If defeat to West Bromwich Albion earlier in the season dampened down Everton’s expectations, then the superb victory over Swansea City will have raised them to levels surpassing even the pre-Hawthorns reality check. It is easy to see why when David Moyes and his players dominate one of the campaign’s most impressive sides so far, on their own ground no less.
In a performance even more commanding than the Toffees’ last away win, at Aston Villa, Everton were rampant in South Wales. For much of the first-half in particular, Swansea had no answer to Everton. And while the opening goal came via a helping forearm from Marouane Fellaini, no one could deny that the lead, if its controversial circumstances are ignored, was fully deserved. By the end of the match Everton were strolling, three goals ahead and having played some of their best football in recent memory – Kevin Mirallas’ strike a particular highlight.
The manager has been at pains to stress that Everton have not yet had a decent start, that it is too early to ascribe such a description to their opening results. While it is true that 10 games will give a much better indication of what Everton’s expectations for the year should be, it cannot be denied that, if nothing else, the atmosphere around the club is substantially more positive than this time a year ago.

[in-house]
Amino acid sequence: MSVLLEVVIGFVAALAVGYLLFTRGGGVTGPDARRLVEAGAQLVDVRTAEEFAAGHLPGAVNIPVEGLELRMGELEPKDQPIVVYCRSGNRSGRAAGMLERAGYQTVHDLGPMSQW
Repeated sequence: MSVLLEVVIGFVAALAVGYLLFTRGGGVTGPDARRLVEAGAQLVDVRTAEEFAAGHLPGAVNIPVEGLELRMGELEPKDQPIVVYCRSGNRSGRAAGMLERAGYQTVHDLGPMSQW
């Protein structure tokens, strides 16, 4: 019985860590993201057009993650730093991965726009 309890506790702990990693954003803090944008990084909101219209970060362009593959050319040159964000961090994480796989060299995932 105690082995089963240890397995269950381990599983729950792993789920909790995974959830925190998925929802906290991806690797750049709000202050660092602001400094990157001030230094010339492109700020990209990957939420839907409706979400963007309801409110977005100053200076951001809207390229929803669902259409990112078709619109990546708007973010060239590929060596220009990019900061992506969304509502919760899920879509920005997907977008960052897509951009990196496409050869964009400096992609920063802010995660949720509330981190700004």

There is not a huge difference in points between Everton then and now – after five games last season Everton had seven points, three fewer than today. But the club was in a depression, on the back of a summer of rancour between board and supporters and a transfer window that came and went without Everton adding the players they needed. The football on show was dull and uninspired too, which made an already miserable situation a great deal worse.
Points are not the major difference between then and now. It is more the cumulative effect of a strong end to last season, capitalised on by the permanent return of Steven Pienaar and the retention of Leighton Baines and Marouane Fellaini in the transfer window. From there, Everton worked diligently and smartly.
Jack Rodwell was sold but there were few complaints, less a reflection on Rodwell than an acceptance that his potential was worth sacrificing to bolster elsewhere. Mirallas was bought for half the money received from Manchester City and it seems more than a fair swap.
The confidence running through the players and supporters since February was carried into the new season, heightened by a transfer window in which Everton undoubtedly came out a stronger team and sent sky-rocketing by the opening weekend win over Manchester United. West Brom aside, it has been good news since.
Having ridden out the storm of last summer and guided Everton into calmer waters in January, Moyes is reaping the rewards of a fine pre-season. The supporters are as well, treated to football and goals that could grace any stadium in the country.
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